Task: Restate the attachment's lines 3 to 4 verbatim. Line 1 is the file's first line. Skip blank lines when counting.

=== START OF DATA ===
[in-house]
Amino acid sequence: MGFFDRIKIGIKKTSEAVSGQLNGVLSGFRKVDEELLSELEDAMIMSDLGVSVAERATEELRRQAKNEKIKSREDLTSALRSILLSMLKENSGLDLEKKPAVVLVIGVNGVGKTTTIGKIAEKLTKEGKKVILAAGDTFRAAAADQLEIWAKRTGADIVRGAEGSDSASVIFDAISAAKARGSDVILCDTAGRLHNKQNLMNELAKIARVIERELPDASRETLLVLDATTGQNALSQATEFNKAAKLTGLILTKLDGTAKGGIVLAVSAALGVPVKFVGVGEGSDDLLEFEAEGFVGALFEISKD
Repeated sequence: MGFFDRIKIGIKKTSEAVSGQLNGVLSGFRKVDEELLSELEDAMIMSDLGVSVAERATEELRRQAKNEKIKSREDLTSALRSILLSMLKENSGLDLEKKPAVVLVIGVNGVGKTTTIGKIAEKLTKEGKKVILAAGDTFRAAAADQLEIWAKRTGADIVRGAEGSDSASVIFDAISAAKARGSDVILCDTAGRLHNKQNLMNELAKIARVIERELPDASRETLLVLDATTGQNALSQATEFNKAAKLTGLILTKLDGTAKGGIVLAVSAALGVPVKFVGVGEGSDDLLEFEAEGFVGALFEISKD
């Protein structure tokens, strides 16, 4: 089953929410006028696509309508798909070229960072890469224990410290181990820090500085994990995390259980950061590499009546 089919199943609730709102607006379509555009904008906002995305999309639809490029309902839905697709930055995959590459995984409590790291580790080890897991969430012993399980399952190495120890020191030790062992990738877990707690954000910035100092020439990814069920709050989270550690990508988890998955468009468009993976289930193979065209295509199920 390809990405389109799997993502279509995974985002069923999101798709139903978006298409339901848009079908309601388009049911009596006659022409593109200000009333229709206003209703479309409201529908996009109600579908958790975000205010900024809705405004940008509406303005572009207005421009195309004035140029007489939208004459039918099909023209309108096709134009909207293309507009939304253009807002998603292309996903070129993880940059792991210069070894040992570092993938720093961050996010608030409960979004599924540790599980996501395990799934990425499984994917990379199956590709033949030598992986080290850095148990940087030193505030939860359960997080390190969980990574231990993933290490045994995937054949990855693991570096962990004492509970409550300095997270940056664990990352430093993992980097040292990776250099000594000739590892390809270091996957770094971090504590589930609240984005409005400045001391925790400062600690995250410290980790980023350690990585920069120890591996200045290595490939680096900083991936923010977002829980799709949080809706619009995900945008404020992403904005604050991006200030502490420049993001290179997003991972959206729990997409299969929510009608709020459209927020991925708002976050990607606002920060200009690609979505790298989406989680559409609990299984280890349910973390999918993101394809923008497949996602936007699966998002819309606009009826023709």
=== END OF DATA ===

Repeated sequence: MGFFDRIKIGIKKTSEAVSGQLNGVLSGFRKVDEELLSELEDAMIMSDLGVSVAERATEELRRQAKNEKIKSREDLTSALRSILLSMLKENSGLDLEKKPAVVLVIGVNGVGKTTTIGKIAEKLTKEGKKVILAAGDTFRAAAADQLEIWAKRTGADIVRGAEGSDSASVIFDAISAAKARGSDVILCDTAGRLHNKQNLMNELAKIARVIERELPDASRETLLVLDATTGQNALSQATEFNKAAKLTGLILTKLDGTAKGGIVLAVSAALGVPVKFVGVGEGSDDLLEFEAEGFVGALFEISKD
């Protein structure tokens, strides 16, 4: 089953929410006028696509309508798909070229960072890469224990410290181990820090500085994990995390259980950061590499009546 089919199943609730709102607006379509555009904008906002995305999309639809490029309902839905697709930055995959590459995984409590790291580790080890897991969430012993399980399952190495120890020191030790062992990738877990707690954000910035100092020439990814069920709050989270550690990508988890998955468009468009993976289930193979065209295509199920 390809990405389109799997993502279509995974985002069923999101798709139903978006298409339901848009079908309601388009049911009596006659022409593109200000009333229709206003209703479309409201529908996009109600579908958790975000205010900024809705405004940008509406303005572009207005421009195309004035140029007489939208004459039918099909023209309108096709134009909207293309507009939304253009807002998603292309996903070129993880940059792991210069070894040992570092993938720093961050996010608030409960979004599924540790599980996501395990799934990425499984994917990379199956590709033949030598992986080290850095148990940087030193505030939860359960997080390190969980990574231990993933290490045994995937054949990855693991570096962990004492509970409550300095997270940056664990990352430093993992980097040292990776250099000594000739590892390809270091996957770094971090504590589930609240984005409005400045001391925790400062600690995250410290980790980023350690990585920069120890591996200045290595490939680096900083991936923010977002829980799709949080809706619009995900945008404020992403904005604050991006200030502490420049993001290179997003991972959206729990997409299969929510009608709020459209927020991925708002976050990607606002920060200009690609979505790298989406989680559409609990299984280890349910973390999918993101394809923008497949996602936007699966998002819309606009009826023709």